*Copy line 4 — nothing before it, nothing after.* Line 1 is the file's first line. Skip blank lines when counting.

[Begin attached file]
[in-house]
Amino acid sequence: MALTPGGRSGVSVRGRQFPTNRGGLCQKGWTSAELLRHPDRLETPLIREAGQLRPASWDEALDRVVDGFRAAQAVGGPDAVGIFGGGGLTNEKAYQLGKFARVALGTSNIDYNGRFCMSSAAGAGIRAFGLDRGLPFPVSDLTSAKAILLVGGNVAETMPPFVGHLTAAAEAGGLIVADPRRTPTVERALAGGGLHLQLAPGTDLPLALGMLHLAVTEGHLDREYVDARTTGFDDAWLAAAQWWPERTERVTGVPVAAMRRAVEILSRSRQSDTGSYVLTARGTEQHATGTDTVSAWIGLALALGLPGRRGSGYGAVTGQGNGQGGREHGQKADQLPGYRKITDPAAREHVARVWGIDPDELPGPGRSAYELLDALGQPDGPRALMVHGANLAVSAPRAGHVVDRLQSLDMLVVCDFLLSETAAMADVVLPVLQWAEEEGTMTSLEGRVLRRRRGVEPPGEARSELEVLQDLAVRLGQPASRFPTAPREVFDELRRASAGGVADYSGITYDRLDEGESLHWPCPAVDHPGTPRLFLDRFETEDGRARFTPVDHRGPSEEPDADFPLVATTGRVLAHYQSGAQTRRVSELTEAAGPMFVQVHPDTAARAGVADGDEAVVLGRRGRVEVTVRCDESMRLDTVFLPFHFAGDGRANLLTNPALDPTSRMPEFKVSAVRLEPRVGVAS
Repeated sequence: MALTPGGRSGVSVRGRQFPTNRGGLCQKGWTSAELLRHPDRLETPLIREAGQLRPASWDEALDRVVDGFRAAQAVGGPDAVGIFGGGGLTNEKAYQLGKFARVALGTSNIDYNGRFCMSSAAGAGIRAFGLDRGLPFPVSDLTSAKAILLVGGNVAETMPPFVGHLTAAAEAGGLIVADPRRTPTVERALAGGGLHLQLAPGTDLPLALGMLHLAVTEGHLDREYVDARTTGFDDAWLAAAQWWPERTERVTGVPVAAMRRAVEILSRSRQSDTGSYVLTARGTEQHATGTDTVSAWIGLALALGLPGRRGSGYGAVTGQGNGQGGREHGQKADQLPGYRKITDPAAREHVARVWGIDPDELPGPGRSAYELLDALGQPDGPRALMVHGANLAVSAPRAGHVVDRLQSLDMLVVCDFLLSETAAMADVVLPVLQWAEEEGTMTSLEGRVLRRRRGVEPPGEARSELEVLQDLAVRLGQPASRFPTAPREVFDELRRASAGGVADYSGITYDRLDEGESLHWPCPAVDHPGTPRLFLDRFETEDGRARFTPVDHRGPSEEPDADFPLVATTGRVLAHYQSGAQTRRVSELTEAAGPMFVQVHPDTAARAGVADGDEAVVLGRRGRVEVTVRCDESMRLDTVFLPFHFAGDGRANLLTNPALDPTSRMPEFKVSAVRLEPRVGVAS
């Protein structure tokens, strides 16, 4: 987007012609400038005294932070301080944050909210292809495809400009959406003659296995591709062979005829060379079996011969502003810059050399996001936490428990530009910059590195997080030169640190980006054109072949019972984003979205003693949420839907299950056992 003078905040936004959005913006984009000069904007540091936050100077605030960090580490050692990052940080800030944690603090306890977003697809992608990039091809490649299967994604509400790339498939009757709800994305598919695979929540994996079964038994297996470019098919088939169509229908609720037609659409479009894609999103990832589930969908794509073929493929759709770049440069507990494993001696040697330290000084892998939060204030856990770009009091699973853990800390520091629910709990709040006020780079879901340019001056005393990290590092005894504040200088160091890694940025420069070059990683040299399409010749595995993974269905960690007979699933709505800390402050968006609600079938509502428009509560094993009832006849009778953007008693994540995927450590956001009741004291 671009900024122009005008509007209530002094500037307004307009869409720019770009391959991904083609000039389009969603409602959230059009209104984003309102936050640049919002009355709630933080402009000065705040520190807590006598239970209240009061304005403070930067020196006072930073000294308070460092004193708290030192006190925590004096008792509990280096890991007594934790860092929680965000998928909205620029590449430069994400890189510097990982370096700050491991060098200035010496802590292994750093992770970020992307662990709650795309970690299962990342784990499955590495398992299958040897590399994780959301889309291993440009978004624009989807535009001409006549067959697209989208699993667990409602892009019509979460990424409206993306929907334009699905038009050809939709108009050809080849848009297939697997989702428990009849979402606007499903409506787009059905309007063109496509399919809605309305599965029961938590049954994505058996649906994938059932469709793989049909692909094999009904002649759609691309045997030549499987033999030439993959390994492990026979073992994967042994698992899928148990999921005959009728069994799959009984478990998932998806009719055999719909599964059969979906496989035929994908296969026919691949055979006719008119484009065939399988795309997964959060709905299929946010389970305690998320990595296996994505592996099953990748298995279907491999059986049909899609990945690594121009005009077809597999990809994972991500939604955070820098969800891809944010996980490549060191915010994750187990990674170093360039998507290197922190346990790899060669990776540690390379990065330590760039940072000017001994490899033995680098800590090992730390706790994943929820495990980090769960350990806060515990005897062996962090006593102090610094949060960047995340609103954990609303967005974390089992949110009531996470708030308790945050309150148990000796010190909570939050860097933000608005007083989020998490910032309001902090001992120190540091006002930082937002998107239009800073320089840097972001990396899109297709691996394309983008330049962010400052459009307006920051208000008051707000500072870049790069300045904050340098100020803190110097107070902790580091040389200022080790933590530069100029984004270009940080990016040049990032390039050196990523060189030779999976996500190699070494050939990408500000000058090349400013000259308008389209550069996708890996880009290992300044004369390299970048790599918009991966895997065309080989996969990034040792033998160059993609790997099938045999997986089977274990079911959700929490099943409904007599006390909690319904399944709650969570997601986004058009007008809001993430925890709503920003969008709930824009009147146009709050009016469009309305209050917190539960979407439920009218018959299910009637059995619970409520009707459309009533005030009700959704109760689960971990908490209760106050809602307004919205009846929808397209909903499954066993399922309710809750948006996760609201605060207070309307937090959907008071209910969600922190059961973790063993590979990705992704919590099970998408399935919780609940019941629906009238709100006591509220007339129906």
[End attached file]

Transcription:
């Protein structure tokens, strides 16, 4: 987007012609400038005294932070301080944050909210292809495809400009959406003659296995591709062979005829060379079996011969502003810059050399996001936490428990530009910059590195997080030169640190980006054109072949019972984003979205003693949420839907299950056992 003078905040936004959005913006984009000069904007540091936050100077605030960090580490050692990052940080800030944690603090306890977003697809992608990039091809490649299967994604509400790339498939009757709800994305598919695979929540994996079964038994297996470019098919088939169509229908609720037609659409479009894609999103990832589930969908794509073929493929759709770049440069507990494993001696040697330290000084892998939060204030856990770009009091699973853990800390520091629910709990709040006020780079879901340019001056005393990290590092005894504040200088160091890694940025420069070059990683040299399409010749595995993974269905960690007979699933709505800390402050968006609600079938509502428009509560094993009832006849009778953007008693994540995927450590956001009741004291 671009900024122009005008509007209530002094500037307004307009869409720019770009391959991904083609000039389009969603409602959230059009209104984003309102936050640049919002009355709630933080402009000065705040520190807590006598239970209240009061304005403070930067020196006072930073000294308070460092004193708290030192006190925590004096008792509990280096890991007594934790860092929680965000998928909205620029590449430069994400890189510097990982370096700050491991060098200035010496802590292994750093992770970020992307662990709650795309970690299962990342784990499955590495398992299958040897590399994780959301889309291993440009978004624009989807535009001409006549067959697209989208699993667990409602892009019509979460990424409206993306929907334009699905038009050809939709108009050809080849848009297939697997989702428990009849979402606007499903409506787009059905309007063109496509399919809605309305599965029961938590049954994505058996649906994938059932469709793989049909692909094999009904002649759609691309045997030549499987033999030439993959390994492990026979073992994967042994698992899928148990999921005959009728069994799959009984478990998932998806009719055999719909599964059969979906496989035929994908296969026919691949055979006719008119484009065939399988795309997964959060709905299929946010389970305690998320990595296996994505592996099953990748298995279907491999059986049909899609990945690594121009005009077809597999990809994972991500939604955070820098969800891809944010996980490549060191915010994750187990990674170093360039998507290197922190346990790899060669990776540690390379990065330590760039940072000017001994490899033995680098800590090992730390706790994943929820495990980090769960350990806060515990005897062996962090006593102090610094949060960047995340609103954990609303967005974390089992949110009531996470708030308790945050309150148990000796010190909570939050860097933000608005007083989020998490910032309001902090001992120190540091006002930082937002998107239009800073320089840097972001990396899109297709691996394309983008330049962010400052459009307006920051208000008051707000500072870049790069300045904050340098100020803190110097107070902790580091040389200022080790933590530069100029984004270009940080990016040049990032390039050196990523060189030779999976996500190699070494050939990408500000000058090349400013000259308008389209550069996708890996880009290992300044004369390299970048790599918009991966895997065309080989996969990034040792033998160059993609790997099938045999997986089977274990079911959700929490099943409904007599006390909690319904399944709650969570997601986004058009007008809001993430925890709503920003969008709930824009009147146009709050009016469009309305209050917190539960979407439920009218018959299910009637059995619970409520009707459309009533005030009700959704109760689960971990908490209760106050809602307004919205009846929808397209909903499954066993399922309710809750948006996760609201605060207070309307937090959907008071209910969600922190059961973790063993590979990705992704919590099970998408399935919780609940019941629906009238709100006591509220007339129906």